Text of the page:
Please bring home one of my favorite chocolate bars. I could buy it myself on the way home from work, but it just taste better when you buy it- but only if you do it without me asking! Just something about you taking the time to think about me and remember a small detail actually helps me mentally, which is a BIG deal during this time.”— Sam

“Recognize that I’m experiencing real pain. If he was experiencing that level of pain he would call out sick from work, but I can’t do that because it happens too frequently. So just be sympathetic, just because it happens frequently doesn’t mean that it isn’t severe pain. I guarantee I’m more tired of it than he is.” —Jillian

“Every month, for an entire week, I turn into psycho-woman. I’m angry, I cry, I laugh, I scream. All within a 10 minute conversation. What I would like my boyfriend to do is accept it.  He can rub my back and say ” I know” or “It’s okay” and feed me grilled cheese or scoops of ice cream or eat an entire bag of Veggie Straws with me while I cry and watch This is Us.” What I want him to stop doing is asking me when I’m angry if “it’s that time of the month” and starting an argument for no reason just so I can have the bed to myself then the next day trying to snuggle like nothing happened.” —Chelsea

The Experts Spell It Out

Prudence Hall, MD, author of Radiant Again.com:

There are no set do’s and don’ts about how to approach a woman on her period. For her it may be nothing, or it may be a time of fatigue, pain, irritability, sadness or profuse bleeding. It’s best to ask how she’s feeling, as you would in many other situations. It’s always nice to hear a partner ask if there is anything they can do to help:

  • A massage to ease back pain?
  • Cooking dinner if she is tired?
  • Be more attentive to her non verbal clues.
  • Does she need some space?
  • Does she want more closeness?
  • In a new relationship, it is usually reassuring to have a partner reassure the woman that he loves her blood and making love while her on her cycle; that she looks especially beautiful.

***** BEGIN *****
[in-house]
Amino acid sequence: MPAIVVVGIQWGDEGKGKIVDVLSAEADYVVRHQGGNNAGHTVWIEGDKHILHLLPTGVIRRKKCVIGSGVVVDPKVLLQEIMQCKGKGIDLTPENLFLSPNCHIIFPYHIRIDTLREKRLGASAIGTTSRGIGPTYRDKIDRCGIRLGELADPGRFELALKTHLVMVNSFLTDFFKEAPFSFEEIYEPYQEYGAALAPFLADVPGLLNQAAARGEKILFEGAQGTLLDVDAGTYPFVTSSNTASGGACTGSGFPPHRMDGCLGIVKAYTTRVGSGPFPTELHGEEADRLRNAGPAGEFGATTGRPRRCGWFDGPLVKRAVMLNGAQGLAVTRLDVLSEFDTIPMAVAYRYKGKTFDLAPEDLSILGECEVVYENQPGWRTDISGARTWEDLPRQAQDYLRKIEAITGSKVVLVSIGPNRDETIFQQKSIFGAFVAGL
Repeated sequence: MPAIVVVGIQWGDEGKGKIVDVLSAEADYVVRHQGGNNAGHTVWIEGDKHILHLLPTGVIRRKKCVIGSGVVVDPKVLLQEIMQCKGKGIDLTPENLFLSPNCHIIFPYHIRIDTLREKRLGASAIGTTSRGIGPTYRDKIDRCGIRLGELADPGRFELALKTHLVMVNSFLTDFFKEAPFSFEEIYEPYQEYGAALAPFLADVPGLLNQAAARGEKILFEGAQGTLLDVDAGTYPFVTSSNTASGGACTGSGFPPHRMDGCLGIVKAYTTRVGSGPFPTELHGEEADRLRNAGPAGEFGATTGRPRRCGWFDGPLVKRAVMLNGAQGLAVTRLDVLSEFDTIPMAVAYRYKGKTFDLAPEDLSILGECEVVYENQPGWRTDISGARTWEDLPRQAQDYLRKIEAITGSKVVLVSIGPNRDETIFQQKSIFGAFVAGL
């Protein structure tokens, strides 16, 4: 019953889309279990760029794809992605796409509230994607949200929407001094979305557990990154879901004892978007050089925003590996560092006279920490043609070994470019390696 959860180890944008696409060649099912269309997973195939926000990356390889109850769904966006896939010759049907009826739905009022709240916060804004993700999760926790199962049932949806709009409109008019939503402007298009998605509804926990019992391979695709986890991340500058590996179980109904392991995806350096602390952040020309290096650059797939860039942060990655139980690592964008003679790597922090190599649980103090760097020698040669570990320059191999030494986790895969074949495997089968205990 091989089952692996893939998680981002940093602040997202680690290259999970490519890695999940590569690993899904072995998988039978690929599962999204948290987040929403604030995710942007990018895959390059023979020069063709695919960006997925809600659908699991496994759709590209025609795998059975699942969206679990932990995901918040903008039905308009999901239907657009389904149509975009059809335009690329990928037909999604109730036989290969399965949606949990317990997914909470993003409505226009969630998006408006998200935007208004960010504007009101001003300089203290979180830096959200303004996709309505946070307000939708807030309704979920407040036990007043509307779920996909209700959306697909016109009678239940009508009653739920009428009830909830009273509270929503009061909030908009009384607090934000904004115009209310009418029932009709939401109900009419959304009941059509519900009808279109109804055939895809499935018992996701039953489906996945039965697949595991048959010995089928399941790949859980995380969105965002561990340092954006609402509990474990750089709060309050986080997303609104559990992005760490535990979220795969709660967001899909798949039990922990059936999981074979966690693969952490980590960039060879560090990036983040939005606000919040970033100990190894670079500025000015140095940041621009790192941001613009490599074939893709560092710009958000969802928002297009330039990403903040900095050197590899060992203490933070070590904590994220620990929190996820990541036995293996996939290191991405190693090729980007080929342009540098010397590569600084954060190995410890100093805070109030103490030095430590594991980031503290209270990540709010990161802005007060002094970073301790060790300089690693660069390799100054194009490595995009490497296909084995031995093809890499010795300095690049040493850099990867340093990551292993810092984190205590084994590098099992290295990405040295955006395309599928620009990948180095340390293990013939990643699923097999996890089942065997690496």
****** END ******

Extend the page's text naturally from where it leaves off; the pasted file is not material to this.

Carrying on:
• A woman’s estrogen levels fall before and during a period, which is the cause of PMS. Low estrogen can cause a loss of confidence, so a bit more reassurance is helpful.
  • Many women feel their partner may be less attracted to them while they are bleeding, but other women tell me it’s a time of more attraction.
  • It is usually not a good time to give a woman “constructive criticism” or unsolicited advice– in fact it is rarely a good time to do this.
Sarah Noble, DO, a psychiatrist with Einstein Medical Center Philadelphia:

“Especially when it comes to PMDD, the first thing I would say is that it’s very important not to blame a woman’s bad mood on hormones. That feels both sexist and demeaning.”

  • On the other hand, acknowledging that your loved one feels less like themselves and perhaps less in control of their responses to stress at certain times of the month is appropriate.  
  • Helping her to remember that the intensity of her feelings will pass is very supportive and will help to de-escalate any tough moments.  
  • Suggesting that stressful conversations be tabled until another day in a non-judgmental way can be helpful as well.  

What We Need to Communicate

Paul L. Hokemeyer, J.D., Ph.D., says that it’s crucial for us as women to accept the fact that their mates cannot read their minds. On some level we all know this, but when we are flooded with emotions and are feeling hurt it’s hard to recall. Therefore, always ask in a gentle, kind and non demanding way exactly what you need. If your partner doesn’t take heed let it go. Accept the fact that you’re in a relationship with an imperfect human being.  Couples need to acknowledge the fact that there are fundamental differences between them that can never be bridged, but that can be accepted in a supporting, loving and non judgmental way.”